INFORMALLY SPEAKING

Remember my rant about “like” as a dialog tag? 

The following is not an example of a dialog tag and should never be used in writing (And I wish it was never used. Period!):

“She was like, ‘why am I here?’ and I’m like “you’re the bridesmaid. You have to help pick out the dress.’ And she’s like, ‘It’s your wedding. Pick what you want.’ and I’m like, ‘It’s your dress. I want your input.’ And she’s like, “Girl, it’s not as if I’ll ever wear it again. I have, like, a dozen bridesmaids’ dresses hanging in my closet now that I wore one time.’”

Yuck! I definitely don’t like reading this passage of dialog!

My advice works if you’re writing formal fiction or a business document, but what about chick lit? (Or any contemporary fiction aimed at the younger adult population?) Well, my friend, my advice is out the window. 

In fiction writing, you write what works. Stream of consciousness, first person, bad grammar, popular slang, whatever, as long as you do so intentionally.

The Grammar Cop may give you a warning, but she won’t cite you for a grammar infraction if said infraction fits the voice of your character or story.

However, if you want to write formal and proper dialog, please review my post from two years ago about dialog tags.

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Watch That Slang

This post is less about grammar and more about style. 

Remember the 1985 movie Back to the Future? Marty McFly repeatedly says “heavy,” 1980s slang for an intense situation, and Emmett (Doc) doesn’t understand. He questions Marty about problems with weightiness. Great Scott! Heavy as slang in 1955 is anachronistic.

Writers of historical fiction should exercise caution in the use of slang. Readers will catch those anachronisms in a heartbeat, just as Doc did in Back to the Future. Keep in mind you don’t want anything to distract your reader from your story. When it comes to writing dialog, do your research!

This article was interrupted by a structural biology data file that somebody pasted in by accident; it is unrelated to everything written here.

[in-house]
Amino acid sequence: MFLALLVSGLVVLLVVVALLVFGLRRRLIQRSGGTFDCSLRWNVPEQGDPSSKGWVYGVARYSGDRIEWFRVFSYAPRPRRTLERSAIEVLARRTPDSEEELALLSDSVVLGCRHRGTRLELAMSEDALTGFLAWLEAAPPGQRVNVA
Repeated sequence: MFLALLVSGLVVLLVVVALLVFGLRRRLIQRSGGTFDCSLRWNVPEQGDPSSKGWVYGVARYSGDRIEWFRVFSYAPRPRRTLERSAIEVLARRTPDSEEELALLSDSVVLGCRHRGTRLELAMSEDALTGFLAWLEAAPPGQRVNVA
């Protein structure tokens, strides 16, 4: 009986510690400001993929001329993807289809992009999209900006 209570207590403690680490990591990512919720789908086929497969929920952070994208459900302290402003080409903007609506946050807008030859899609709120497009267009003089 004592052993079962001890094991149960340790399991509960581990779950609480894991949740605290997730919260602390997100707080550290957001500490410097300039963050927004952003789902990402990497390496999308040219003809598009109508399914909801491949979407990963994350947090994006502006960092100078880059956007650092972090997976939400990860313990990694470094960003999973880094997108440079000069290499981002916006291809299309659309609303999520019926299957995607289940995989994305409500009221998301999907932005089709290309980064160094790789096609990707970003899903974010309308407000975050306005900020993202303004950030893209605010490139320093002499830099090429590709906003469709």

Examples I’ve come across:

  • The old west ego. If you’re setting your Western in a time that predates Freud, don’t use the term ego when you mean arrogance. Ego didn’t exist until Freud coined the word in 1920.
  • Eye candy or stud muffin. Those terms are late twentieth century and have no place in earlier settings. I recently read a Word War II era romance that described a soldier as “eye candy.” That’s a no-no.
  • Fashion statement  Too modern to be spoken in most historicals. 
  • Don’t go there!  If your historical character is using the expression “don’t go there” (meaning, that subject is off-limits), he better be living in the 1990s or later. For that matter, off-limits is fairly modern, so be careful. Other expressions that are too modern to appear in historicals include get over it, give me a break, and go figure.
  • Don’t give me any flak (or flack). Flak (also spelled flack) is anti-aircraft artillery. The term now means a critical or hostile reception or reaction, but it evolved from the military term. If your historical story predates military aircraft, don’t give your characters any flak.
  • Life in the fast lane. An expression evolved from motorists using divided, multi-lane highways should not appear in a story predating divided, multi-lane highways. 
  • Stuck in the groove or his needle is stuck. This term originated with the first phonograph record and died with digital recordings and downloads. Use this slang with care.

What other anachronisms have you discovered in historical novels or movies?

DIALOG TAGS

Dialog tags are used often in writing, particularly fiction writing. What is a dialog tag? Here are examples:

  • she said.
  • said George.
  • he replied.
  • George asked.

They either precede or follow dialog in quotation marks:

“Why did you order pizza, ” George asked.

Dialog tags can be complete sentences that show action while identifying the speaker. For example:

“Why did you order pizza?” George stared pointedly at the casserole in the oven. “It’s my night to cook.”

The following is not an example of a dialog tag and should never be used in writing (And I wish it was never used. Period!):

“She was like, ‘why am I here?’ and I’m like “you’re the bridesmaid. You have to help pick out the dress.’ And she’s like, ‘It’s your wedding. Pick what you want.’ and I’m like, ‘It’s your dress. I want your input.’ And she’s like, “Girl, it’s not as if I’ll ever wear it again. I have, like, a dozen bridesmaids’ dresses hanging in my closet now that I wore one time.'”

Yuck! I definitely don’t like reading this passage of dialog!

Next post will cover proper punctuation for dialog.